Can you trust your software?

This is a question we’re hearing being asked more and more these days. Most people think that breaches only happen to small, insecure organizations – without defined policies. However, the participants in this Verizon study were some of the largest multinational firms out there. These companies take security seriously– oftentimes having dedicated teams focused solely on security— and have made significant investments in this area.

And yet they were still breached. Clearly something is broken, when these guys can’t keep their data safe.
Today, software is everywhere; everything is automated, everything is interconnected. With the proliferation of software, it is accessible and available for everyone, and as a result, there are many opportunities for hackers to cause havoc.

Users consume applications on premise, on demand and the on the go. Think about a typical daily scenario: you’re at work: you check your Outlook on a thick client (desktop), you go out to dinner: you check your Outlook on your Blackberry, iPhone and any other smart devices, and finally you go home: you check your email via Outlook for the browser or your Gmail personal account.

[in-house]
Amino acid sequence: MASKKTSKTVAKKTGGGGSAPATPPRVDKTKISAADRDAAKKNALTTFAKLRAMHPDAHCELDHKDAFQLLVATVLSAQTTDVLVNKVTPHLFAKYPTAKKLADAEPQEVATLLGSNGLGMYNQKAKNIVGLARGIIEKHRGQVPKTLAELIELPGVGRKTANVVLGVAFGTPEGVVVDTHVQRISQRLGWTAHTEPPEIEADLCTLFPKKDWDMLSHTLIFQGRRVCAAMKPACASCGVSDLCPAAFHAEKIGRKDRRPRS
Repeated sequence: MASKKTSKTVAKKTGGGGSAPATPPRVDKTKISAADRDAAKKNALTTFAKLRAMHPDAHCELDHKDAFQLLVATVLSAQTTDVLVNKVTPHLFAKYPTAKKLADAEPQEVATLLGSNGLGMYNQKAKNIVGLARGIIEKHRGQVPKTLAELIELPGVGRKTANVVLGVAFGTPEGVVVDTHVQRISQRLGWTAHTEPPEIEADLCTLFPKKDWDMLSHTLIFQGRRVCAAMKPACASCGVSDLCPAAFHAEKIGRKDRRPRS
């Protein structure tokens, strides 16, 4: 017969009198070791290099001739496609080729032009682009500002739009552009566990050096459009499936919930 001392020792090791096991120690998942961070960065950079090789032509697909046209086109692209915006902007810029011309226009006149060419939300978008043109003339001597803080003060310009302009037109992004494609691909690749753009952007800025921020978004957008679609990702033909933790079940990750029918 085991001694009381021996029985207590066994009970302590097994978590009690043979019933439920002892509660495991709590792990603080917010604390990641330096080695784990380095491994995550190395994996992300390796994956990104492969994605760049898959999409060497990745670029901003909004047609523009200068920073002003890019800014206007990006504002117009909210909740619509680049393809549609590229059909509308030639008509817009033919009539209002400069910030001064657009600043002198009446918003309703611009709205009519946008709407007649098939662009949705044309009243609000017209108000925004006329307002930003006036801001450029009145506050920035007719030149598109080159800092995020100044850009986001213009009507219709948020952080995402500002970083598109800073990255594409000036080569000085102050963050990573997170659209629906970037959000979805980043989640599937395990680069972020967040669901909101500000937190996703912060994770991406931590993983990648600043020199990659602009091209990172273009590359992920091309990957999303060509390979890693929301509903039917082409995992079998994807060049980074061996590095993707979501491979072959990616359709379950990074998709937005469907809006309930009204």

Companies have to write their applications for different platforms, OS’s and browsers. In many cases, it’s the exact same application instantiated in different ways for different devices. The line between enterprise and consumer applications get blurred, just as work/ home life bleeds into each other.
Software development, in general, has always been complex. There are different teams working on different modules for the same application.

However, due to customer demands of a “Anytime, Anywhere” world, software development has become even more complex, nuanced and matrix-ed. Now, different teams can work on even the same module based on the different device or platform that it’s built for. Due to this complexity, engineering has become even more specialized, i.e. you have an iPhone, Blackberry, Mac, Firefox, etc. developer. So following the Outlook example, you may have a team just focusing on rebuilding the Outlook functionality for the iPhone. And that team could be based out of any geographical location!

So how do you ensure that all your sources of software development meet the stringent quality and security standards that your customers expect?